The State of Small Businesses in the UK

Published on21 OCT 2019

The article below is from our BRIEFINGS newsletter of 21 October 2019

Climate change, advancing technologies and shifting workforce dynamics are among the top priorities for small businesses in the UK, according to survey results released by Goldman Sachs’10,000 Small Businesses UK at the firm’s Business 2030 conference held in London earlier this month. We spoke with Goldman Sachs’ Charlotte Keenan, who leads the firm’s Office of Corporate Engagement for the EMEA and APAC regions, to share how entrepreneurs are running their businesses in the face of global uncertainty. 

Charlotte, based on the report – which surveyed more than 400 companies that completed the 10KSB UK program – it seems like small businesses are optimistic about the future. What specifically did the survey find? 

Charlotte Keenan: Going into the survey we had expected that small business owners would see issues such as sustainability, social impact, climate change and technological innovation as less of a priority given resource and capital constraints. But today’s entrepreneurs believe these are all issues that can’t be ignored and actually view them as essential opportunities for future growth. About 93% of those surveyed felt their businesses had an obligation to do good in their communities. And while nearly half of respondents said AI had replaced manual processes in their businesses, only 7% laid off their employees as a result. Instead, two-thirds of respondents focused on re-training displaced workers into other jobs. Meanwhile, climate change is top of mind with 86% saying they plan to introduce new strategies to reduce their environmental footprint over the next decade. We are seeing small businesses reconfigure their operations, align with purpose-driven missions, utilize automation and train their staff for the future. Overall, small businesses appear to be on the vanguard of driving and shaping the broader impact revolution.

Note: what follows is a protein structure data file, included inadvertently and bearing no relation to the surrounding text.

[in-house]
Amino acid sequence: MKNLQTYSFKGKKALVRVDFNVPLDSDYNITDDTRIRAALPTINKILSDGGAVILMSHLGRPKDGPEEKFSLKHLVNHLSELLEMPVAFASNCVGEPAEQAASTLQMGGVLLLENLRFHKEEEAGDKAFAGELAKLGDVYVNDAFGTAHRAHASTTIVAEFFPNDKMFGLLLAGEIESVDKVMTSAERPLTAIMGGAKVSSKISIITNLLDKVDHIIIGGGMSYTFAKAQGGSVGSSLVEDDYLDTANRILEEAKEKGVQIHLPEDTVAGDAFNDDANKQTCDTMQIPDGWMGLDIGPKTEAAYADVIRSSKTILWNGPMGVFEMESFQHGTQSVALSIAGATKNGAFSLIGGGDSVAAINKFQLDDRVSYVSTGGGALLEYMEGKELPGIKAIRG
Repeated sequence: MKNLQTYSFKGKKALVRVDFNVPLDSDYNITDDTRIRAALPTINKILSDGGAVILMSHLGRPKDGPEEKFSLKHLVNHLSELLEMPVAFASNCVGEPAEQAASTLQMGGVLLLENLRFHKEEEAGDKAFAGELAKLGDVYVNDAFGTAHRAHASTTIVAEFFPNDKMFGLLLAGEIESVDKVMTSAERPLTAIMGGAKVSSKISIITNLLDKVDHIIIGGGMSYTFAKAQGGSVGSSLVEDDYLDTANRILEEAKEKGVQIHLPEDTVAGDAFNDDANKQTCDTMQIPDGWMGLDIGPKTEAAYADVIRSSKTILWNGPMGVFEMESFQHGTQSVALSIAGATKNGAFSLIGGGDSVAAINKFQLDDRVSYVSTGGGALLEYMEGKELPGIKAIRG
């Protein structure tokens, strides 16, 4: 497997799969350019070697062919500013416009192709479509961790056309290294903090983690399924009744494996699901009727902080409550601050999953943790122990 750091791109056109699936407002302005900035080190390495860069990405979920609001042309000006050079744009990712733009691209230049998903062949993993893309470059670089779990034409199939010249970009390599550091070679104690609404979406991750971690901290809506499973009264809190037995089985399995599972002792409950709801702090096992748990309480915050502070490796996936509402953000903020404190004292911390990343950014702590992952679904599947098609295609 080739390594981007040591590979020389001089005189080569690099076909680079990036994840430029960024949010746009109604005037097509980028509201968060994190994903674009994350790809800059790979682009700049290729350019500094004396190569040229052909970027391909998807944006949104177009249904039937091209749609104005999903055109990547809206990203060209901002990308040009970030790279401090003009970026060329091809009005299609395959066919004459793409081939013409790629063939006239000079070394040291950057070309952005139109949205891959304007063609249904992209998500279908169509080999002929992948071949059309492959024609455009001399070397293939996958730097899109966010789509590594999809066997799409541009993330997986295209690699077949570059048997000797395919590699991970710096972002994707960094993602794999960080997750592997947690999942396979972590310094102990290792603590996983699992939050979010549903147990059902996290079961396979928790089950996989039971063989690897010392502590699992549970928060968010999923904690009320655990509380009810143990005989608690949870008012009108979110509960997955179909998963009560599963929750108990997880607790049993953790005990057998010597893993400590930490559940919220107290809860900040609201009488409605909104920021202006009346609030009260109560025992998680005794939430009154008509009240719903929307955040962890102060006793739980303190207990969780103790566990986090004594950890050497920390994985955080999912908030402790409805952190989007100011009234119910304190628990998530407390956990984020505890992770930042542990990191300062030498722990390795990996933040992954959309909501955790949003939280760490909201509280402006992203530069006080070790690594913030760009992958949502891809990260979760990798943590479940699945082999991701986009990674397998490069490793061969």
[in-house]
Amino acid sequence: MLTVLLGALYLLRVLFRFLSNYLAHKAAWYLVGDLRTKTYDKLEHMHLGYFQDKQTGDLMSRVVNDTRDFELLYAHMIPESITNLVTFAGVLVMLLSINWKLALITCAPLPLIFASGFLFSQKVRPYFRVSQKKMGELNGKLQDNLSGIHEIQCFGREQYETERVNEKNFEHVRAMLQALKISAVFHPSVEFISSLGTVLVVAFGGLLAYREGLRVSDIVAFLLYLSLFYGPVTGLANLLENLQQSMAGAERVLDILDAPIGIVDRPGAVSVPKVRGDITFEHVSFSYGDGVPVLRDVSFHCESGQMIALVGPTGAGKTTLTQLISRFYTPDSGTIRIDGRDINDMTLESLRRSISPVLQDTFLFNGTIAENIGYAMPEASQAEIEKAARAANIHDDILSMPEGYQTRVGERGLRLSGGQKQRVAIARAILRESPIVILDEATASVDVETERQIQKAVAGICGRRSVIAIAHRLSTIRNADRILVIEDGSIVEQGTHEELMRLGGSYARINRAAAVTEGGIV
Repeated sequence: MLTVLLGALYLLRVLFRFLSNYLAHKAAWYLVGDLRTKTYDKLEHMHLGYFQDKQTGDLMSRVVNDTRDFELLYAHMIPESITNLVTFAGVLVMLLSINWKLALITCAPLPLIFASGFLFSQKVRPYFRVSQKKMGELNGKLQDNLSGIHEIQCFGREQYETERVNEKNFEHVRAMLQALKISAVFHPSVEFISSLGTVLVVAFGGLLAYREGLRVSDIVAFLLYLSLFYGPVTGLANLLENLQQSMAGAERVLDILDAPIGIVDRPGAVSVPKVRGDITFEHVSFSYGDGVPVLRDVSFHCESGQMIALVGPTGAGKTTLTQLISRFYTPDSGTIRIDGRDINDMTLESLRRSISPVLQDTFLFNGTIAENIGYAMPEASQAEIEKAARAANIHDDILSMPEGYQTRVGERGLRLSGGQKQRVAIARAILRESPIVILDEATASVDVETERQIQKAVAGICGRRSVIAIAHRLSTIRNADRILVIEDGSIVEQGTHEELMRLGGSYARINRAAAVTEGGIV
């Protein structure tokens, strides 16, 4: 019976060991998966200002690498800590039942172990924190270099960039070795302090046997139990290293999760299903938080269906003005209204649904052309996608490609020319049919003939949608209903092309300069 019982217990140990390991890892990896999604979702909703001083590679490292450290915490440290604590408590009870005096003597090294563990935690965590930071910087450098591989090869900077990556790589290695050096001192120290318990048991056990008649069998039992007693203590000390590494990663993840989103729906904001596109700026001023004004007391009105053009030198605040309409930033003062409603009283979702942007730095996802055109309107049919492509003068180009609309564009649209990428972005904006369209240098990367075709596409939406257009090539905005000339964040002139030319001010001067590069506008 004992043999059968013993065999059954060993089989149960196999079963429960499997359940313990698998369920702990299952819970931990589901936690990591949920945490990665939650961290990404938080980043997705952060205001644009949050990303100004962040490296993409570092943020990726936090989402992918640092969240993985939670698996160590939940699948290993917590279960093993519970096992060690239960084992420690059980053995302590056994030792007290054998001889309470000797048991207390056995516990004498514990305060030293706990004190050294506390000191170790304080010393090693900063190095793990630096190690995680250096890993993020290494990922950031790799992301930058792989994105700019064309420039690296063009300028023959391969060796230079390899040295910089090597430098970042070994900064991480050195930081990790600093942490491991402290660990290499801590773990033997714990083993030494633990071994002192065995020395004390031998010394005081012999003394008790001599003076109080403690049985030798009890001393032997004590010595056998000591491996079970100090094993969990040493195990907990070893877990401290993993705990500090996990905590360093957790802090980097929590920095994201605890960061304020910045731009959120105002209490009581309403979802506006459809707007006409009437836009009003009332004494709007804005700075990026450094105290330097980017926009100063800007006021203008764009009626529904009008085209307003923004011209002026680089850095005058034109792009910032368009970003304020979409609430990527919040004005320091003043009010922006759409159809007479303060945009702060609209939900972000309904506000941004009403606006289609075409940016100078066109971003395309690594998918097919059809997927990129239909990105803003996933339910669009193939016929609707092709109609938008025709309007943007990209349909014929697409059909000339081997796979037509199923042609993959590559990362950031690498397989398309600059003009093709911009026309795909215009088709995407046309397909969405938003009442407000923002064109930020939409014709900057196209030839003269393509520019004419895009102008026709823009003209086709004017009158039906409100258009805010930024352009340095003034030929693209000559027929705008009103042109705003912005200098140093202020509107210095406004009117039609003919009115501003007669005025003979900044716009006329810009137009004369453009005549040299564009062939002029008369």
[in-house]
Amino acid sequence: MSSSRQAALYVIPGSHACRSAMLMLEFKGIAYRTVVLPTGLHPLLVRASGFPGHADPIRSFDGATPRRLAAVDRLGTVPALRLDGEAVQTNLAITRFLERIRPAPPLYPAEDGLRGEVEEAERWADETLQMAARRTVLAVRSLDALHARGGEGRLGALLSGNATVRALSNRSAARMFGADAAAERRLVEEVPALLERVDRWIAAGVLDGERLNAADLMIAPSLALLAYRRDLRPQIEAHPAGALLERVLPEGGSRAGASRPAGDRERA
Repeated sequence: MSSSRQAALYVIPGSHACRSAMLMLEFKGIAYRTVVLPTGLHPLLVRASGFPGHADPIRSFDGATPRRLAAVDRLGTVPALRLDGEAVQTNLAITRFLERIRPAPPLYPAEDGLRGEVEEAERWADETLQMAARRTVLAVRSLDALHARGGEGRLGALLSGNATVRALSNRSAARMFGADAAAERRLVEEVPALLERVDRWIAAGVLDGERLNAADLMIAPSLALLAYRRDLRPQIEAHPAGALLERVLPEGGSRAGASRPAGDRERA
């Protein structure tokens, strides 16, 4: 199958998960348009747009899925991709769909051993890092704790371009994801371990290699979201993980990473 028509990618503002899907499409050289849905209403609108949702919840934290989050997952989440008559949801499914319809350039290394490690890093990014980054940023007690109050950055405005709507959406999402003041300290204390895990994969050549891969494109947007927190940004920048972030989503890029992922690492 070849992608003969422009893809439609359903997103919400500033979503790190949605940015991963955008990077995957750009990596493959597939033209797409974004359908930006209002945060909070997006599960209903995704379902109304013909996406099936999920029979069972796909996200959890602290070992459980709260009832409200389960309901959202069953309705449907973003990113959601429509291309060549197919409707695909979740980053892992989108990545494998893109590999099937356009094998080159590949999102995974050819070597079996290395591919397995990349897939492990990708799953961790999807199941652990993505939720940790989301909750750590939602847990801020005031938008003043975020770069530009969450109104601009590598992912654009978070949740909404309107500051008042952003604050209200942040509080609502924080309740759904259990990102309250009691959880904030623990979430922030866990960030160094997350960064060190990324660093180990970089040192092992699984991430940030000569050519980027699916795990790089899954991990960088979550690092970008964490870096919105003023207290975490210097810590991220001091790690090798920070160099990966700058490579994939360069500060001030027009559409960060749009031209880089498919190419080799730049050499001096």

That all sounds positive, but given the broader uncertainty around Brexit, how are small businesses responding?

CK: Despite the uncertainty over Brexit, small businesses are continuing to drive the UK economy. Not only are they maintaining their usual business, they are also exploring new ways to protect – even expand – their supply chains within and outside of the UK. To be sure, the longer the political uncertainty continues, the more challenging it becomes for small businesses to sustain growth. To find and recruit talent is a key example, and Brexit is already having an impact on available talent in the UK. Even against the backdrop of these challenges, the encouraging news is that, according to our findings, small business owners are actually on the forefront of driving innovation – they are already identifying the opportunities that lie within these challenges and finding new ways to grow.

Can you describe the role that small businesses play in the UK?

CK: Small businesses contribute approximately 60% of all private sector employment and more than 50% of all private sector revenue, according to the Federation of Small Businesses. They are significant drivers of growth for the national economy and at the heart of their local communities. Whilst 10KSB UK graduates are optimistic about the opportunities they face in the next decade, there are concerns about the broader small business community; outside of 10KSB UK there is still a support gap for small businesses, with just 25% feeling that they get the support they need to succeed and grow. 

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